We improve the usability by changing the plain image element to the more expressive image input. By choosing the proper semantic element, browsers can provide better accessiblity for users. Similar to the curb cut effect, this doesn't only help users with screenreaders, but also allows keyboard-based input for everyone.

<input type='image' id='HiHat_0' class='btn' src='images/button_off.png' alt='Toggle Hi-Hat on beat 1'>
<input type='image' id='HiHat_1' class='btn' src='images/button_off.png' alt='Toggle Hi-Hat on beat 2'>
<input type='image' id='HiHat_15' class='btn' src='images/button_off.png' alt='Toggle Hi-Hat on beat 16'>

<input type="image"> improves accessibility.
⛔️ srccannot be controlled with CSS, still needs to be set in JavaScript.

Decoupling the appereance from JavaScript

To remove the hardcoded image paths from JavaScript, we change image inputs to plain buttons, which can be fully styled in CSS. To easily query buttons in CSS, we introduce data attribute, data-note, that is set in JavaScript. Finally, to allow more flexible querying from JavaScript, we decompose specially constructed IDs like id="HiHat_0" into two data attributes data-instrument='HiHat' data-rhythm='0'.

<button data-instrument='HiHat' data-rhythm='0' data-note='0' class='btn note' alt='Toggle Hi-Hat on beat 1'></button>
<button data-instrument='HiHat' data-rhythm='1' data-note='0' class='btn note' alt='Toggle Hi-Hat on beat 2'></button>
<button data-instrument='HiHat' data-rhythm='15' data-note='0' class='btn note' alt='Toggle Hi-Hat on beat 16'></button>
function drawNote(note, rhythmIndex, instrument) {    
    const elButton = document.querySelector(`[data-rhythm="${rhythmIndex}"][data-instrument="${instrument}"]`);
    elButton.dataset.note = note;
.note {
    background: url(../images/button_off.png) no-repeat center;
    height: 38px;
    width: 38px;

.note[data-note="1"] {
    background-image: url(../images/button_half.png);

.note[data-note="2"] {
    background-image: url(../images/button_on.png);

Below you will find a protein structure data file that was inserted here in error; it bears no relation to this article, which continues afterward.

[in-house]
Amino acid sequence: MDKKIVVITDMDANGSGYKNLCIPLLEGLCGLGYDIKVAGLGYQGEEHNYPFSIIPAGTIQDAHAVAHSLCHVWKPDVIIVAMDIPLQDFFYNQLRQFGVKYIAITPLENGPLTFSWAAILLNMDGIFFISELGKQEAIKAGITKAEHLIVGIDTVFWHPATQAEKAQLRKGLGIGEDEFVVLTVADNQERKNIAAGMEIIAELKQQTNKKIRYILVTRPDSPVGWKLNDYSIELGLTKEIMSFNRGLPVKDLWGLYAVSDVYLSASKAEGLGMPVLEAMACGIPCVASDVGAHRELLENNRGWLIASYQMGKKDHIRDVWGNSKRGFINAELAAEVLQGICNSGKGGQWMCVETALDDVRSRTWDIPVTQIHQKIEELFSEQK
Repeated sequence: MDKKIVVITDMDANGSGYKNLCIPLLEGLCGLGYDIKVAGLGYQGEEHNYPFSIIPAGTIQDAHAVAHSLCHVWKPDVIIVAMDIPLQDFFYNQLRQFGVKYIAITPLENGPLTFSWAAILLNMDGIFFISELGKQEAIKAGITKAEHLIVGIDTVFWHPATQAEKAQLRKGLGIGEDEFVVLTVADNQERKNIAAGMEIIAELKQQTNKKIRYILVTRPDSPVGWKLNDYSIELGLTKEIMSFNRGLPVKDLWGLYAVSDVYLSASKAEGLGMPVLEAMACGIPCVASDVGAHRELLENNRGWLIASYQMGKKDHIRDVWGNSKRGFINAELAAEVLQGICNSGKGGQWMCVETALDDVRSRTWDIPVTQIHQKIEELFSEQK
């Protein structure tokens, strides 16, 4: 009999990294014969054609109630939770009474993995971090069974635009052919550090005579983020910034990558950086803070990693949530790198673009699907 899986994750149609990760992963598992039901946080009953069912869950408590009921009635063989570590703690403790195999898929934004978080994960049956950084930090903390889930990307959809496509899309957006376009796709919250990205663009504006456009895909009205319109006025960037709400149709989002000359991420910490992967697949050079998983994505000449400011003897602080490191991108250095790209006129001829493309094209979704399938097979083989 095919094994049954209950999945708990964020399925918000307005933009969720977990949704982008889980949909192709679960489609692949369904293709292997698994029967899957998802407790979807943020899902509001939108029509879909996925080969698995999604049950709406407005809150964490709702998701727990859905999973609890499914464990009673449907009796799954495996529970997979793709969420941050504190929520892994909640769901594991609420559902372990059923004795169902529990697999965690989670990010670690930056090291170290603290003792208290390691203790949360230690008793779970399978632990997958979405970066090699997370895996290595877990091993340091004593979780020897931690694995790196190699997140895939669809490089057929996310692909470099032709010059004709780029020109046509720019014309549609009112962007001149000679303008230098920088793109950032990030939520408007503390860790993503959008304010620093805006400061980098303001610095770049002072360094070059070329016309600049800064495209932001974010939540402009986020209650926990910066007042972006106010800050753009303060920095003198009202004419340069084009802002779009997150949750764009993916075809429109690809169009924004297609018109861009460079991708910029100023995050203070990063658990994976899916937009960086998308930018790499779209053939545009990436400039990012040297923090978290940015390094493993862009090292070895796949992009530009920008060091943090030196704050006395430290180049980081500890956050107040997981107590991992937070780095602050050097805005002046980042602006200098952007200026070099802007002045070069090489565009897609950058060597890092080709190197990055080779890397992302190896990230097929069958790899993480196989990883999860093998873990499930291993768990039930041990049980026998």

✅ HTML defines semantic buttons that are fully accessible.
✅ Appereance is fully controlled in CSS.
✅ JavaScript controller is decoupled from visual appearance.

Alternatives considered

I decided against using classes like <button class="hihat rhythtm0 note2" in favor of data attributes, because data attributes seem more expressive and classes are commonly used for pure styling purposes.

I chose to keep the control of state in JavaScript and the HTML lightweight. Alternatively, the tri-state toggle could have been realized in pure HTML and CSS through radio buttons. Either way, JavaScript code needs to override notes when a beat is loaded, so keeping the logic to toggle tri-state notes in JavaScript follows naturally.

Although I typically use TypeScript and frameworks like Angular, React, and Vue.js for web applications, I decided against using a framework because:

  • Plain, "vanilla" JavaScript examples teach you a lot about web standards.
  • The drum machine project has not grown in the last 10 years and is not expected to grow.
  • Omitting the build pipeline makes development accessible for people new to the web.


While keeping the user interface identical, we cleaned up the underlying code of tri-state buttons:

  • HTML markup now defines semantically expressive and accessible button elements.
  • CSS controls the layout with Flexbox and styling with data attributes.
  • JavaScript controls the functional behavior by querying and setting data attributes.

If you're interested in web audio, feel free to explore and contribute to Chrome's open-source Web Audio Samples.